At the TV show’s core rules, each contestant must come up with a dish to be served to the Judges.  The caveat, the Chiefs must use all the ingredients from a ‘blind’ basket.  To enable a Chief with a HoloLens would instantly give the contestant a potentially ‘unfair’ advantage.  Bringing a computer with Internet access and your list of digital recipes would, on the ‘Surface’, be an equivalent advantage.
If the producers of Chopped want to level the playing field,  why not allow the other contestants use of a Microsoft Surface, continuing along the same lines of providing a HoloLens to one, or potentially all of the Chiefs.
‘Adhoc’ cooking with a HoloLens, the user may:
  • Search libraries of food recipes, filtered by the basket ingredients.   HoloLens uses object recognition to identify each of the items taken out of the basket.  Chiefs should not have to ‘say’ or ‘input’ the ingredients to the HoloLens.  Take every advantage to speed up, not slow down interaction of Chef and machine ‘working together’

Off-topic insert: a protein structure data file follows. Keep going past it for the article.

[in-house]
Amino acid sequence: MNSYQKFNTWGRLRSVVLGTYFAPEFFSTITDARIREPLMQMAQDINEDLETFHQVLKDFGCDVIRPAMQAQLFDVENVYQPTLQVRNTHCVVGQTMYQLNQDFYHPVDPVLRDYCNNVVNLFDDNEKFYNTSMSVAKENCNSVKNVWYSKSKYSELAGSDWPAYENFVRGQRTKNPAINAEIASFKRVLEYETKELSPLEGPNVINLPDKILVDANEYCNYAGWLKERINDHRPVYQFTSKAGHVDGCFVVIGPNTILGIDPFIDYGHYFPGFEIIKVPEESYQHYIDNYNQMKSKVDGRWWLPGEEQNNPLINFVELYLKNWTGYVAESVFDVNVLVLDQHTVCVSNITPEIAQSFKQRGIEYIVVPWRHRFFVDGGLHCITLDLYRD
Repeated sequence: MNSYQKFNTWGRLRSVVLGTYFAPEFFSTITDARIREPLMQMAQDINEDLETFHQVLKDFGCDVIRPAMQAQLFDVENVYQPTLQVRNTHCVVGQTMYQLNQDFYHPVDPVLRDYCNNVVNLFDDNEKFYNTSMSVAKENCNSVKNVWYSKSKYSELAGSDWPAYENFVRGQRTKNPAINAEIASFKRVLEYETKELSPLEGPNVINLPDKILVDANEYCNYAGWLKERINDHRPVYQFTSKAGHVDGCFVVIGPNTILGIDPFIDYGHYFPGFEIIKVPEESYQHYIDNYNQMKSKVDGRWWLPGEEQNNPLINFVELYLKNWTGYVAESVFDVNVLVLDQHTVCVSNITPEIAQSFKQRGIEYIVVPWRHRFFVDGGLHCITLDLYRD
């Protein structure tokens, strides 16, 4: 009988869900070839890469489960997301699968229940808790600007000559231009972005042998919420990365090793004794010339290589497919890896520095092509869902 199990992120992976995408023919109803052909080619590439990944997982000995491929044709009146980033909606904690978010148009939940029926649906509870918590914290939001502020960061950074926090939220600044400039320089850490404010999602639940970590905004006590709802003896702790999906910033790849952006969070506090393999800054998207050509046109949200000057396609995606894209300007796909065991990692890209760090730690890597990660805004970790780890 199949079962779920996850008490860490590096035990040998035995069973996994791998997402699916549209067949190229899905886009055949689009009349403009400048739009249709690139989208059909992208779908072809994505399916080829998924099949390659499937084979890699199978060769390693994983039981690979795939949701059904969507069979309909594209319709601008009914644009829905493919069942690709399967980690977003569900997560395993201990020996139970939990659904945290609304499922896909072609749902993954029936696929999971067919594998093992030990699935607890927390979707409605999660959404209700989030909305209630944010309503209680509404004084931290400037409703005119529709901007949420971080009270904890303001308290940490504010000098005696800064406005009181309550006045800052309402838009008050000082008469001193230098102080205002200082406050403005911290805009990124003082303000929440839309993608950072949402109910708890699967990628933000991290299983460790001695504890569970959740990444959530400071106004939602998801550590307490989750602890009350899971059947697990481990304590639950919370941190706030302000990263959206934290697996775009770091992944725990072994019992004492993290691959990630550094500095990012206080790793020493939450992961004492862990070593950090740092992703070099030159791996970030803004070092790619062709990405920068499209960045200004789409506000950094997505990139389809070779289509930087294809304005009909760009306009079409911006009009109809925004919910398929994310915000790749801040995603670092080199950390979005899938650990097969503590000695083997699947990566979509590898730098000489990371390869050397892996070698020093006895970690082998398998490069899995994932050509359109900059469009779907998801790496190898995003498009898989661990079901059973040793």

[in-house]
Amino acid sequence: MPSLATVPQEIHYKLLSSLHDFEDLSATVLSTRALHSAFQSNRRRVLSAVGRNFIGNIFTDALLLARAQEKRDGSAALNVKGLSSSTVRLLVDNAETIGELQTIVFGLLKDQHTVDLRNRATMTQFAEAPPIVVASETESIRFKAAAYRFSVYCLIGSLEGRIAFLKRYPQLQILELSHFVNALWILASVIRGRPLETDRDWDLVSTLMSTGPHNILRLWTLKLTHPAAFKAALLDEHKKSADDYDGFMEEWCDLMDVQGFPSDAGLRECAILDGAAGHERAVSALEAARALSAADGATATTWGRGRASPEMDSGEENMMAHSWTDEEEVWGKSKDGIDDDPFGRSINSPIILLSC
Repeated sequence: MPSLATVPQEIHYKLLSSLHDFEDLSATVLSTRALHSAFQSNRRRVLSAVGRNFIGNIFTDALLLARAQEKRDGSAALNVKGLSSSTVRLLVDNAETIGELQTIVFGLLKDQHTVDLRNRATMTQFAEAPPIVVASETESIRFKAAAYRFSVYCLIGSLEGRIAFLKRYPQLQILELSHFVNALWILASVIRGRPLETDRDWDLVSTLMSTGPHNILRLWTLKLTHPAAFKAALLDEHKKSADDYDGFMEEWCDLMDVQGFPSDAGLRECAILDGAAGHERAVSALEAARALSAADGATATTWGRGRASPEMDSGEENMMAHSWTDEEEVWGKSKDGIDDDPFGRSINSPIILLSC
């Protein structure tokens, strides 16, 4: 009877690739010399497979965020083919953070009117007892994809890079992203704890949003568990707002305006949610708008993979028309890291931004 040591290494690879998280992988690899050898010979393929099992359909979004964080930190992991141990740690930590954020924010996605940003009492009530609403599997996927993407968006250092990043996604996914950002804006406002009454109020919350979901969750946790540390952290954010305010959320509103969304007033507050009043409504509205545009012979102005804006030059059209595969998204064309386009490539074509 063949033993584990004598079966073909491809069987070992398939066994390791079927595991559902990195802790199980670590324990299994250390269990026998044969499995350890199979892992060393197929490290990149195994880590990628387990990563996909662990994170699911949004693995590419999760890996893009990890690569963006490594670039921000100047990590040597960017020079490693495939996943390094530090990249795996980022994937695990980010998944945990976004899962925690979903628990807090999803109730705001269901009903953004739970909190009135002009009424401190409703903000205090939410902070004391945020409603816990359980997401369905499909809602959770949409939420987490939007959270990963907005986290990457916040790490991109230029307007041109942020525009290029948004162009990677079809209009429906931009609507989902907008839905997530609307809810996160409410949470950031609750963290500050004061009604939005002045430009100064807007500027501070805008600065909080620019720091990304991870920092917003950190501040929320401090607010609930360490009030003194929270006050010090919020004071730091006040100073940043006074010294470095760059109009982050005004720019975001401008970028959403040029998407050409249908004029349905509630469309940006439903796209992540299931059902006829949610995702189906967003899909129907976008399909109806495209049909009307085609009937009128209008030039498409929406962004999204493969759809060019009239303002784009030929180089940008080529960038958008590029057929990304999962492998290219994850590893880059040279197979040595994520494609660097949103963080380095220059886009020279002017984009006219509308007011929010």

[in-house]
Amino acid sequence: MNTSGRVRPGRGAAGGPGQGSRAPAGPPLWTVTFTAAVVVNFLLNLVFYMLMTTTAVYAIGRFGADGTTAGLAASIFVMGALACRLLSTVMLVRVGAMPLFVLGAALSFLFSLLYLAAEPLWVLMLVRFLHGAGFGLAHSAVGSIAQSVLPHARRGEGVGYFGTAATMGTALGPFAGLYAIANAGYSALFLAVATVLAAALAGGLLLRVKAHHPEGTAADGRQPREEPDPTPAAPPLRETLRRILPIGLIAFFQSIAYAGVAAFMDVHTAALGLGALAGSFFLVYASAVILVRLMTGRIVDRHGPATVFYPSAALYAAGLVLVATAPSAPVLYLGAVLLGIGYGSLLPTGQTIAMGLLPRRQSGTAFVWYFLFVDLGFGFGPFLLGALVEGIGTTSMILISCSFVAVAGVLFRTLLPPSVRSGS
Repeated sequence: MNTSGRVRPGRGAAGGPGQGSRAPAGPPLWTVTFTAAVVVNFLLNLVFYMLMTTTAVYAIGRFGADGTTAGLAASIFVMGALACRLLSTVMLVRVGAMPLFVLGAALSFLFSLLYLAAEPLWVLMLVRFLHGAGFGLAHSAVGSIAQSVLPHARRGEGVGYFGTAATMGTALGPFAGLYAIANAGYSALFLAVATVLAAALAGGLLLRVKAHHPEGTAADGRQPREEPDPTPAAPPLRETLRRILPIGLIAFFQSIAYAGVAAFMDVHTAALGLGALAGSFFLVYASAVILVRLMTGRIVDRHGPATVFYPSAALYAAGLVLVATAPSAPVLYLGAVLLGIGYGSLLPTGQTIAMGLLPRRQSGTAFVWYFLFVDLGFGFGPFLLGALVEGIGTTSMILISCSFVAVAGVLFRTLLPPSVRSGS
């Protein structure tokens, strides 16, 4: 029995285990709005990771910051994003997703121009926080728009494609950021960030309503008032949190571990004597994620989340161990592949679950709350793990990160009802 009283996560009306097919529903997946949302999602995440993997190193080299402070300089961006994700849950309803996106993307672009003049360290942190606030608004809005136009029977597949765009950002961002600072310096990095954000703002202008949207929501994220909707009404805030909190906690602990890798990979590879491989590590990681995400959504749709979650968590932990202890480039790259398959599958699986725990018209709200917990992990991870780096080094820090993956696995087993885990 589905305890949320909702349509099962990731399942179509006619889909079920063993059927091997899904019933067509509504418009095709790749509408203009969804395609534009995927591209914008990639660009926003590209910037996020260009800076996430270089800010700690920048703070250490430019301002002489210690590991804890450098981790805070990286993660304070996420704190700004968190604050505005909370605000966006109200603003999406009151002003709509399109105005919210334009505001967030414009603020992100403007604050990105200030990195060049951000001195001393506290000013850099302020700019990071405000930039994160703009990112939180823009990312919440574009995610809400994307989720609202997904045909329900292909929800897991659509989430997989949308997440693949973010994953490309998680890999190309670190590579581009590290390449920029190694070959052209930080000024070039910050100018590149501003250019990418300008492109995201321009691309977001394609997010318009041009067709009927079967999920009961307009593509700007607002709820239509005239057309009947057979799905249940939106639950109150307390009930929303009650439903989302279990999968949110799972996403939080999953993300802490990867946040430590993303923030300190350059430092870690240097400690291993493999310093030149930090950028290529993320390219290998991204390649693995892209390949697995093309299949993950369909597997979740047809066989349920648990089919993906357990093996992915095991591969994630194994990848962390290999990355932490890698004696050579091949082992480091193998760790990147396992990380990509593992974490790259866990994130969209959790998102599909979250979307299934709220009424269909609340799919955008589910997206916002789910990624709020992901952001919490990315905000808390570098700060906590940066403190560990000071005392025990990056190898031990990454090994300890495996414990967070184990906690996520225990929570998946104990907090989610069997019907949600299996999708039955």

• A step by step walk through to execute the recipe, HoloLens and human working together. e.g. HoloLens highlights the salt on the user’s field of vision.  HoloLens articulates what is needed and when, like a tutor over your shoulder.
  • Recipes may have a ‘pause’ to allowremind the Chief to ‘check the food’, and provide feedback to the HoloLens.  AI on the HoloLens may indicate back to the Chief to action, such as the Chief saying it tastes too XYZ, so HoloLens responds, add NN of Salt.
  • HoloLens may also state reminders such as ‘you should be plating your food by now’,  or you haven’t added this ingredient yet.
  • The HoloLens may guide the ‘food plating’ process, almost like an empty puzzle being populated.

Note: Microsoft is not responsible for any  accidental cuts. 🙂

What’s Next?

IBM’s Watson goes into battle on Bravo’s Top Chef  with the aid of any household  cook, and an Augmented Reality (AR) Headset, such as the HoloLens.